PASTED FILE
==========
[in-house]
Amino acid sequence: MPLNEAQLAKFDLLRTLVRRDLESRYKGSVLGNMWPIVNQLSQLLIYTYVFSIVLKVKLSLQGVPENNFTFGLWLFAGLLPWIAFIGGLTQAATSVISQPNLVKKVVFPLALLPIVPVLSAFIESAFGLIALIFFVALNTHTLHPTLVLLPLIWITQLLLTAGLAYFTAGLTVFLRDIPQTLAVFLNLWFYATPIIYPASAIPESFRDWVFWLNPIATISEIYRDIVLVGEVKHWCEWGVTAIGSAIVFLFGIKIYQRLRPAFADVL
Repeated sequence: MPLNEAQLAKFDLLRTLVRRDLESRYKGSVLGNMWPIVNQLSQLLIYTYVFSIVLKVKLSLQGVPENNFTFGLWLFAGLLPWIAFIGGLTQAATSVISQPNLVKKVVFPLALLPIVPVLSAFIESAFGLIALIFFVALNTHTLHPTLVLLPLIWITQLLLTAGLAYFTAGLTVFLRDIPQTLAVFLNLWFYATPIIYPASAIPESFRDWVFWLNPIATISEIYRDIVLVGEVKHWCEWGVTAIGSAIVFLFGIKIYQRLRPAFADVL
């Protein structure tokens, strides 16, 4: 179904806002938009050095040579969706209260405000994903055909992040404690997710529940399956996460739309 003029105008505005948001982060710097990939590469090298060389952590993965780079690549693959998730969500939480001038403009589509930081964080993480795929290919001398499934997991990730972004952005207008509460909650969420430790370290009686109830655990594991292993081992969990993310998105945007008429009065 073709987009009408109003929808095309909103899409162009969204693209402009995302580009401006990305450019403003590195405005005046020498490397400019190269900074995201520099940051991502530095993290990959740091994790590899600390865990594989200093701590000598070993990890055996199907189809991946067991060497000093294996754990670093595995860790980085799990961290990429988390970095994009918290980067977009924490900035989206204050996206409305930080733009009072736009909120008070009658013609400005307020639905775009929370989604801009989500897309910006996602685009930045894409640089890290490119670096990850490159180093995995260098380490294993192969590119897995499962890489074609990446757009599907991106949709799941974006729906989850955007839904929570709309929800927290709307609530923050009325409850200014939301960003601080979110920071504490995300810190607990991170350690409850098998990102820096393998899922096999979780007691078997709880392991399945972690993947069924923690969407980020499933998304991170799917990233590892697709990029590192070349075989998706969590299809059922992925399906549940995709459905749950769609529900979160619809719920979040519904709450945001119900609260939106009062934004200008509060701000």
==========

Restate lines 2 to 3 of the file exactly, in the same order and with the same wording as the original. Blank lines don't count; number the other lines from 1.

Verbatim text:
Amino acid sequence: MPLNEAQLAKFDLLRTLVRRDLESRYKGSVLGNMWPIVNQLSQLLIYTYVFSIVLKVKLSLQGVPENNFTFGLWLFAGLLPWIAFIGGLTQAATSVISQPNLVKKVVFPLALLPIVPVLSAFIESAFGLIALIFFVALNTHTLHPTLVLLPLIWITQLLLTAGLAYFTAGLTVFLRDIPQTLAVFLNLWFYATPIIYPASAIPESFRDWVFWLNPIATISEIYRDIVLVGEVKHWCEWGVTAIGSAIVFLFGIKIYQRLRPAFADVL
Repeated sequence: MPLNEAQLAKFDLLRTLVRRDLESRYKGSVLGNMWPIVNQLSQLLIYTYVFSIVLKVKLSLQGVPENNFTFGLWLFAGLLPWIAFIGGLTQAATSVISQPNLVKKVVFPLALLPIVPVLSAFIESAFGLIALIFFVALNTHTLHPTLVLLPLIWITQLLLTAGLAYFTAGLTVFLRDIPQTLAVFLNLWFYATPIIYPASAIPESFRDWVFWLNPIATISEIYRDIVLVGEVKHWCEWGVTAIGSAIVFLFGIKIYQRLRPAFADVL